frigging amazing bet superman wishes he was still in this dimension. Thanks for sharing.



posted on Oct, 20 2014 @ 11:56 PM
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a reply to: Cloudbuster

I thought about Christopher Reeve myself when I stumbled upon this.
edit on 10/20/2014 by Musing because: (no reason given)

edit on 10/20/2014 by Musing because: (no reason given)



posted on Oct, 20 2014 @ 11:58 PM
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a reply to: Musing

Holy crap... S&F.
Thanks



posted on Oct, 21 2014 @ 12:09 AM
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Wonderful and amazing. I have worked as a caregiver for people who suffer paralysis. It's not just the ability to walk that is an issue. There are so many small and large humiliations and frustrations that have to be dealt with when one can't do for themselves. Dependence is a hard thing for people to accept.

This will be so world changing once it is widely available.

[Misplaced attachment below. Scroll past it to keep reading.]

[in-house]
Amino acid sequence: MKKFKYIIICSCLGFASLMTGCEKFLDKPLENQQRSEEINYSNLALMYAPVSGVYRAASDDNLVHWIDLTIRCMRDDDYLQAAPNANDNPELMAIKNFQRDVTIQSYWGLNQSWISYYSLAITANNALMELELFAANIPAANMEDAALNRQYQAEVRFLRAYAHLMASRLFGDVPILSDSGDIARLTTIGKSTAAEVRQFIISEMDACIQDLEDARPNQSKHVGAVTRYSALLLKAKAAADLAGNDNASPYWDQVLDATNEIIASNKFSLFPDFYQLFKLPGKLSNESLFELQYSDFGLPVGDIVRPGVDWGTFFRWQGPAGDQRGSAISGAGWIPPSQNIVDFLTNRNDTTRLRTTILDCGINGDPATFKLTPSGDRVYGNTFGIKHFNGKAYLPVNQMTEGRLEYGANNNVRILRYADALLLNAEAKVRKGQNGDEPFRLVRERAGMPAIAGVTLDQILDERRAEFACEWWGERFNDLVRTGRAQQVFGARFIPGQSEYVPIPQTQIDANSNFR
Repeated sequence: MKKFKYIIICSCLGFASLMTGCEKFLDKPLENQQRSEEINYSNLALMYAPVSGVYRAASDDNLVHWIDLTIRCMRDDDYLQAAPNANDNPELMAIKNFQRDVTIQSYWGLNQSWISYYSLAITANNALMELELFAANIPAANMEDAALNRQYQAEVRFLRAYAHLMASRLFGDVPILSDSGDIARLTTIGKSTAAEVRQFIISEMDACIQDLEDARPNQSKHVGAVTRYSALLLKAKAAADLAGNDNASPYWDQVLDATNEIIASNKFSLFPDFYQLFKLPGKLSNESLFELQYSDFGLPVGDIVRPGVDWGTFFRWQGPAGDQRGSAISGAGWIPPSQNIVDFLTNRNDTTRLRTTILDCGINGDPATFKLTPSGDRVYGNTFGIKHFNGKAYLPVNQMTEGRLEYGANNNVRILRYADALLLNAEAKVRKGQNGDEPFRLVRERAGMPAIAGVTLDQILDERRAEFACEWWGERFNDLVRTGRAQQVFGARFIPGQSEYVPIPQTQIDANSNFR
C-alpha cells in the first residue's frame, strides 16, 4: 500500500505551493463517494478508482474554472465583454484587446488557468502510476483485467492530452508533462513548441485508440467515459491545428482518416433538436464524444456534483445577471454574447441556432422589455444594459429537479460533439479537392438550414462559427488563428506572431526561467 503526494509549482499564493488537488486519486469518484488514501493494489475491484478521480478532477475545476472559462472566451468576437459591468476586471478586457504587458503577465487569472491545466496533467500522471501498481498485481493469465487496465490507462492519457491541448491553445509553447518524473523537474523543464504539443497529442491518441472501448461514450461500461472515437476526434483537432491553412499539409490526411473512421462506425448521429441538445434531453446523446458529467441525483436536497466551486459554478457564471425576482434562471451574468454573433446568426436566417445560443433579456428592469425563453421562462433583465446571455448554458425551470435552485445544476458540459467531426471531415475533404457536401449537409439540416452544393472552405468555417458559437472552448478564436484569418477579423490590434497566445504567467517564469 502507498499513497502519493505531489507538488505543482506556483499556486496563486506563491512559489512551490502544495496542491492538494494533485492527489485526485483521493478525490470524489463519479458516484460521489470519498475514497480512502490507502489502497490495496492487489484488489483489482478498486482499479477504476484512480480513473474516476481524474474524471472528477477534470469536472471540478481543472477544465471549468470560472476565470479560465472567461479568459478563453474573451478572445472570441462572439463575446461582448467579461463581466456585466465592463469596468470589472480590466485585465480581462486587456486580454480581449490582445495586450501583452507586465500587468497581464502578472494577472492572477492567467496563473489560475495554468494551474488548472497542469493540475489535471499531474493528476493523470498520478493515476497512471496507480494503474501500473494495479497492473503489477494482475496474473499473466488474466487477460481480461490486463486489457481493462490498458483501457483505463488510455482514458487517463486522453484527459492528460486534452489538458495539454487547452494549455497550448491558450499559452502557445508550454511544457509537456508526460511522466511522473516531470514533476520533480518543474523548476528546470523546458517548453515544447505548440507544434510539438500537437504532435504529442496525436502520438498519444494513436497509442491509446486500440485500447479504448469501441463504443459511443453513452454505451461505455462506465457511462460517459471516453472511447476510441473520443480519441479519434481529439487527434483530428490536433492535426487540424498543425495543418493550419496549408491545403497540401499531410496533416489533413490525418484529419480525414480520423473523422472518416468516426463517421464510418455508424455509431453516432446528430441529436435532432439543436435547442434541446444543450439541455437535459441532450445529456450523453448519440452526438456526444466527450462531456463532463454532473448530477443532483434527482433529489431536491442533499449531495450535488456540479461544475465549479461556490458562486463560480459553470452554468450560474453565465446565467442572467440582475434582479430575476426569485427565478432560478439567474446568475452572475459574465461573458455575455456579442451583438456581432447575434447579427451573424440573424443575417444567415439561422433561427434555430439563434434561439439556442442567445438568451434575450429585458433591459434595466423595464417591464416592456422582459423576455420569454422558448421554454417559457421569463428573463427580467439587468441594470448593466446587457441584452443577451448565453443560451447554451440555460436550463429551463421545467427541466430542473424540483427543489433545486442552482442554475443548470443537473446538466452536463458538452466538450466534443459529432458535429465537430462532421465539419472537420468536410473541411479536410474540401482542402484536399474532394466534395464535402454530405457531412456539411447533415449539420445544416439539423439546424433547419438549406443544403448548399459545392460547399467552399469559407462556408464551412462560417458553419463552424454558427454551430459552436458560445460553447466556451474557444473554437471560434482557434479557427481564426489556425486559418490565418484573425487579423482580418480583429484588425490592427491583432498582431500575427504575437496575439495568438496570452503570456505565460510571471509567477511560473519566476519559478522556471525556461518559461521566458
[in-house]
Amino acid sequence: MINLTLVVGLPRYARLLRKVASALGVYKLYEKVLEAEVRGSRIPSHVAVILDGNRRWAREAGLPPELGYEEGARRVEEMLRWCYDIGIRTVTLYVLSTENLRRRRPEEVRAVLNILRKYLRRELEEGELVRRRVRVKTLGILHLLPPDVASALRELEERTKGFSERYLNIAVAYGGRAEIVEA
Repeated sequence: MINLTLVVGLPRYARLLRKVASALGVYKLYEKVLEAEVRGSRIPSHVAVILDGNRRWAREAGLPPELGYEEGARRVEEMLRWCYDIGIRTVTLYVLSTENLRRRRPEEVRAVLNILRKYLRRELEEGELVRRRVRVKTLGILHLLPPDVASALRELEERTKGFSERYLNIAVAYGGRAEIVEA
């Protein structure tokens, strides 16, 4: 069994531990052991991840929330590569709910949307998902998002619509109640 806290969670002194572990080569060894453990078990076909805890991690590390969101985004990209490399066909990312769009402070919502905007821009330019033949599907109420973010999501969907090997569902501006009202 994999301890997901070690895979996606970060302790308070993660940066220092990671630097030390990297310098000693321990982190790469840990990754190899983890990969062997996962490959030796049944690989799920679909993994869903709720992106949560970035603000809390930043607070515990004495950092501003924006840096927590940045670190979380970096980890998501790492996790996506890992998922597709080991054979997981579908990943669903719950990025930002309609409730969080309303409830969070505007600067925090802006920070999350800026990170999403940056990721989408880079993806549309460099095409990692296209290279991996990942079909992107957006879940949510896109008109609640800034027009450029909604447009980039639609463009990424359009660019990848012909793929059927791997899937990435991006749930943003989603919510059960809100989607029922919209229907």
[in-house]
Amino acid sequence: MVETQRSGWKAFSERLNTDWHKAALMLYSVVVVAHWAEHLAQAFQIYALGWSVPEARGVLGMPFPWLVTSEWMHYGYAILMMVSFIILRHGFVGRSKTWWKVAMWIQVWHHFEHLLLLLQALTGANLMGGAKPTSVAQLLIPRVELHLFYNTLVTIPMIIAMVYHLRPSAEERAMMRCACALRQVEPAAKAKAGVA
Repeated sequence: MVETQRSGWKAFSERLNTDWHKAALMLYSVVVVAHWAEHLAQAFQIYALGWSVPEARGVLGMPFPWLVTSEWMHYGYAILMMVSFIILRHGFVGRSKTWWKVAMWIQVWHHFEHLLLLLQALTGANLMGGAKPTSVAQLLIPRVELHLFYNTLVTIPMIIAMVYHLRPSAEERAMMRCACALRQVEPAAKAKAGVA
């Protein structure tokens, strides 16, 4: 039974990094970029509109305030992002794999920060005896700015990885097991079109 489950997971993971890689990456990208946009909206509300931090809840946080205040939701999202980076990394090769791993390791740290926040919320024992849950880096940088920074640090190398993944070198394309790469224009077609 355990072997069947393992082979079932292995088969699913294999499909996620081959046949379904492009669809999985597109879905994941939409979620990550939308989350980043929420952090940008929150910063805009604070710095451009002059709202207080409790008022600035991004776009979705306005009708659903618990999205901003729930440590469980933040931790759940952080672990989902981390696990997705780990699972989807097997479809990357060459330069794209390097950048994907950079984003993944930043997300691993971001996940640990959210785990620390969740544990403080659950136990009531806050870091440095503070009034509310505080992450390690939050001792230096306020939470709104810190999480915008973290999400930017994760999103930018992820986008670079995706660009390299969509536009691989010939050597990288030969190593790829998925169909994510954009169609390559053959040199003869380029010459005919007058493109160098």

posted on Oct, 21 2014 @ 12:22 AM
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a reply to: Musing

Hopefully this goes from being a first time medical breakthrough to being as common as getting your tonsils out . Early days but lets hope .



posted on Oct, 21 2014 @ 01:19 AM
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it's a miracle!
oh no wait. it's science.
thank you to the people hard at work giving life back to others.



posted on Oct, 21 2014 @ 01:21 AM
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a reply to: IShotMyLastMuse

Totally agree .



posted on Oct, 21 2014 @ 06:43 AM
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When you want sh#t done, you turn to science, not feel-good pseudo-science.



posted on Oct, 21 2014 @ 07:58 AM
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Awesome news! Although I am not paralyzed, I have spinal cord and spine issues, with tremendous pain. What a great breakthrough, and hopefully this will open up other areas for research.



posted on Oct, 21 2014 @ 10:44 AM
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this is great news for my wife

thank you for sharing this great news



posted on Oct, 21 2014 @ 11:10 AM
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*This report contains scenes of surgery*